top row - first two are different sections of the dwarfs - you can see the diseased Pink Passion at the left of picture 1. Third pic is Iditarod Red, first ripe one on the plant, just before picking.
Second row - Unripe cluster of Sarandipity, Bundaberg Rumball and Arctic Rose, and Dwarf Purple Heart, showing the 13 oz heart shaped purple fruit just before picking.
Third row - Fred's Tie Dye beginning its blush, and unripe Uluru Ochre.
The action right now has moved from the side, bale garden to the driveway, as eggplant, peppers and tomatoes are ripening and giving up their various mysteries of colors and flavors.
I would say that the side yard, straw bale garden bullet points are:
Rabbit, slug and, occasionally, deer issues - These pests are taking the fun out of one of the beet bales, all of the beans, and some of the summer squash. I've actually decided to plant beans and squash in some large containers in my driveway, just so that we get to eat some! More on this challenge in a future blog.
Collards and Kale are under attack from cabbage looper larva. Thuricide is working pretty well, but the cabbage family really gets hit hard - those white moths flitting about are not at all welcome!
Chard is thriving and we got a pretty good beet harvest from the bales that the deer didn't nibble.
Summer Squash is growing extremely well and we are harvesting some delicious white turban variety. The zucchini are getting nibbled, presumably by the rabbit.
I am not pleased with those crops that need earlier planting - peas (for shoots - gone), radishes (ravaged by the looper larva - gone), leeks (a few growing well, too many blank spots, more on the way), potatoes (spotty emergence, need to fill in the blanks), and carrots (three solid sweltering weeks took its toll). Cukes also germinated poorly and fell victim to slug attack.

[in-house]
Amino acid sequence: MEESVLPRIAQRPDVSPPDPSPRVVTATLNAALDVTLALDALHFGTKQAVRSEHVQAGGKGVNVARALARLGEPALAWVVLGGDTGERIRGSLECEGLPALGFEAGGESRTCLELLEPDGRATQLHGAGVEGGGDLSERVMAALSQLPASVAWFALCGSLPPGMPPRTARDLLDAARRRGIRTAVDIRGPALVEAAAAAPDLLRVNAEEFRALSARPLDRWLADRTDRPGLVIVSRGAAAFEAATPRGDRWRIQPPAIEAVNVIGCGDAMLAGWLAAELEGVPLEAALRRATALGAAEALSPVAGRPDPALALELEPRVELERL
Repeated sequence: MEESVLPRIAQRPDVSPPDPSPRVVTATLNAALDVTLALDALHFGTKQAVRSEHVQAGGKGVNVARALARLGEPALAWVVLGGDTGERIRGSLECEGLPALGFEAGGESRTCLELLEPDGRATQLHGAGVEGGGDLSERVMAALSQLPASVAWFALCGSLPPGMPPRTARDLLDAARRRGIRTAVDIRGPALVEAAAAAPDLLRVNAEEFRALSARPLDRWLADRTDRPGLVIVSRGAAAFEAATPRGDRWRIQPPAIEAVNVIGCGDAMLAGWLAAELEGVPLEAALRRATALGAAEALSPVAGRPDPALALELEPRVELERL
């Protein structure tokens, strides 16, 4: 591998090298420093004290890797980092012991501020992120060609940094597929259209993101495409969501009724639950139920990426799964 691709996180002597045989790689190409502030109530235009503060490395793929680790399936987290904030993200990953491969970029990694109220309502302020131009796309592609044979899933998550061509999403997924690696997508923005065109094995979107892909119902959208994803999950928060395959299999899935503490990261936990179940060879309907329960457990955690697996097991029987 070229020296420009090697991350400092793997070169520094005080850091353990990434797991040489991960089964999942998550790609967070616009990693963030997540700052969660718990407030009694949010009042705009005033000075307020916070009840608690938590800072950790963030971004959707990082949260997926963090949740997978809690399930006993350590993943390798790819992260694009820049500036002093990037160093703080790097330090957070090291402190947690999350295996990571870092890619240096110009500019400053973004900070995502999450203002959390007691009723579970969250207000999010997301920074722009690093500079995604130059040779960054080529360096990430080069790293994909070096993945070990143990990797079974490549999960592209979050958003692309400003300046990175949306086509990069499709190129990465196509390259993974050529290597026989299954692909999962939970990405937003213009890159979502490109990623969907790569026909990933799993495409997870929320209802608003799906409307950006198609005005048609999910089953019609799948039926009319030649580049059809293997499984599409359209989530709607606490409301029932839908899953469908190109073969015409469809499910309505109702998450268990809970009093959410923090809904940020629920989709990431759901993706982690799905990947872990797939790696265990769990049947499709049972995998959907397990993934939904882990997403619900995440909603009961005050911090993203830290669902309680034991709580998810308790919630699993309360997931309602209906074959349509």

I will shoot a few pics when I can....but it is time to deal with the driveway, which I will report on tomorrow.
All of the details for this event are here. The date is July 8 at the wonderful Irregardless Cafe in downtown Raleigh. The time is 7-9 PM. Gazpacho! Pizza! Grilled Mahi Mahi! Panna Cotta! All paired with great wines and great tomatoes. Many of the tomatoes I started from seed are growing in the restaurant's Well Fed Garden and will be featured in the recipes. I will be there to guide you through the various varieties and answer questions.
Sue and I can't wait - we love tomato dinners - and this promises to be a really special event. Follow the link, get all of the info that you need, make your reservations - and we will see you there!
This event starts a pretty busy period for us - we are off to Mt. Holly the next day to do some programs there (a workshop in the community garden, and tasting and book signing at the farmers market) - then heading for Decorah Iowa the following week for the Seed Savers Exchange Campout.
Right after we get back, it is off to the Sarah P Duke garden for an activity on the evening of July 21, a cooking school using tomatoes at Southern Season in Chapel Hill on July 23, and a tomato workshop in the Well Fed Garden on Athens Drive on July 25 - you can register for the garden workshop here.
All events are listed on my website front page, here - scroll down to the list of events and follow the links in each.
I hope to see you at an event soon!
Thanks to Miriam from Zillow for providing the following. Enjoy!
5 Gardening Options for Small Yards
By Miriam Bornstein of Zillow
Don't let garden size discourage your summer plans. Just because you lack the space for a traditional garden doesn't mean you can't embrace creativity. Welcome the summer months with vegetables, plants and flowers by considering these five gardening options for small yards.
1) Window Boxes
Place window boxes on sunny windowsills, a patio or balcony. Opt for large boxes, spacious enough to grow herbs, such as oregano, basil, chive and rosemary. If you want to add a pop of color, plant bright flowers, such as Japanese iris, white snapdragon or red geranium. When choosing a window box, make sure the box matches the length and depth of your window sill, and choose materials that withstand harsh weather, such as glass, metal or terra cotta.